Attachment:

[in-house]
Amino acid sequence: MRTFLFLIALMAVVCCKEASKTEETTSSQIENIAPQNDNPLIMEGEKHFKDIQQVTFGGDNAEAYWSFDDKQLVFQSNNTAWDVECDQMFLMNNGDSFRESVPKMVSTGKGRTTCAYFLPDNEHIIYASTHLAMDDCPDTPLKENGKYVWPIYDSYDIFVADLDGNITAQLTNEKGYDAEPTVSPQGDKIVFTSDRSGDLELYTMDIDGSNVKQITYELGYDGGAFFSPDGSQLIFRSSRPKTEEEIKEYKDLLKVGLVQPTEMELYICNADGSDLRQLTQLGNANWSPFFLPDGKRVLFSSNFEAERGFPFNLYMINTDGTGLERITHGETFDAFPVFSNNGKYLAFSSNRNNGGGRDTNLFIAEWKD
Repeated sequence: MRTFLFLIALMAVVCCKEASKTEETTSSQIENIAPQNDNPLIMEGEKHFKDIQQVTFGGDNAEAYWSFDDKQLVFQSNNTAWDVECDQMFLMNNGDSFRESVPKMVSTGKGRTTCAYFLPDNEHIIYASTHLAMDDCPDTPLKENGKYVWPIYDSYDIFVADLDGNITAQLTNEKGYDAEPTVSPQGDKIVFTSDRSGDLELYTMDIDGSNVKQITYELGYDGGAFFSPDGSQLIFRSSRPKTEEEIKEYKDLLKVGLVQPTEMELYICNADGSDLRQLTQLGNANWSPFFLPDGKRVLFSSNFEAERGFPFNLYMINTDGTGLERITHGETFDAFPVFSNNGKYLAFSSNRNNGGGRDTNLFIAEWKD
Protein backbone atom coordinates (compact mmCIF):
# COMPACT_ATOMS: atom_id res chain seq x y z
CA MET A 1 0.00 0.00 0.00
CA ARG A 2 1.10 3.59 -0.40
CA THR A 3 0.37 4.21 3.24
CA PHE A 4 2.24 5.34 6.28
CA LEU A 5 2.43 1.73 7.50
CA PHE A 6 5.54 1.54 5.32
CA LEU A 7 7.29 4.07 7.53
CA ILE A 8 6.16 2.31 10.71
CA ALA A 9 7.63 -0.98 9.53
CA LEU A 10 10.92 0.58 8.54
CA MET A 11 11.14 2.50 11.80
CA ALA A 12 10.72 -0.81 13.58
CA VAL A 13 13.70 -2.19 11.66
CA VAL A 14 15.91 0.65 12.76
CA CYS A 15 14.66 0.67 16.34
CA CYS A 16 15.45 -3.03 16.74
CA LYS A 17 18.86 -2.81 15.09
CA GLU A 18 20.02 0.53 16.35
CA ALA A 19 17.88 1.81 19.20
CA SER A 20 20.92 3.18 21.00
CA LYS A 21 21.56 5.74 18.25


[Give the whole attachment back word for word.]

[in-house]
Amino acid sequence: MRTFLFLIALMAVVCCKEASKTEETTSSQIENIAPQNDNPLIMEGEKHFKDIQQVTFGGDNAEAYWSFDDKQLVFQSNNTAWDVECDQMFLMNNGDSFRESVPKMVSTGKGRTTCAYFLPDNEHIIYASTHLAMDDCPDTPLKENGKYVWPIYDSYDIFVADLDGNITAQLTNEKGYDAEPTVSPQGDKIVFTSDRSGDLELYTMDIDGSNVKQITYELGYDGGAFFSPDGSQLIFRSSRPKTEEEIKEYKDLLKVGLVQPTEMELYICNADGSDLRQLTQLGNANWSPFFLPDGKRVLFSSNFEAERGFPFNLYMINTDGTGLERITHGETFDAFPVFSNNGKYLAFSSNRNNGGGRDTNLFIAEWKD
Repeated sequence: MRTFLFLIALMAVVCCKEASKTEETTSSQIENIAPQNDNPLIMEGEKHFKDIQQVTFGGDNAEAYWSFDDKQLVFQSNNTAWDVECDQMFLMNNGDSFRESVPKMVSTGKGRTTCAYFLPDNEHIIYASTHLAMDDCPDTPLKENGKYVWPIYDSYDIFVADLDGNITAQLTNEKGYDAEPTVSPQGDKIVFTSDRSGDLELYTMDIDGSNVKQITYELGYDGGAFFSPDGSQLIFRSSRPKTEEEIKEYKDLLKVGLVQPTEMELYICNADGSDLRQLTQLGNANWSPFFLPDGKRVLFSSNFEAERGFPFNLYMINTDGTGLERITHGETFDAFPVFSNNGKYLAFSSNRNNGGGRDTNLFIAEWKD
Protein backbone atom coordinates (compact mmCIF):
# COMPACT_ATOMS: atom_id res chain seq x y z
CA MET A 1 0.00 0.00 0.00
CA ARG A 2 1.10 3.59 -0.40
CA THR A 3 0.37 4.21 3.24
CA PHE A 4 2.24 5.34 6.28
CA LEU A 5 2.43 1.73 7.50
CA PHE A 6 5.54 1.54 5.32
CA LEU A 7 7.29 4.07 7.53
CA ILE A 8 6.16 2.31 10.71
CA ALA A 9 7.63 -0.98 9.53
CA LEU A 10 10.92 0.58 8.54
CA MET A 11 11.14 2.50 11.80
CA ALA A 12 10.72 -0.81 13.58
CA VAL A 13 13.70 -2.19 11.66
CA VAL A 14 15.91 0.65 12.76
CA CYS A 15 14.66 0.67 16.34
CA CYS A 16 15.45 -3.03 16.74
CA LYS A 17 18.86 -2.81 15.09
CA GLU A 18 20.02 0.53 16.35
CA ALA A 19 17.88 1.81 19.20
CA SER A 20 20.92 3.18 21.00
CA LYS A 21 21.56 5.74 18.25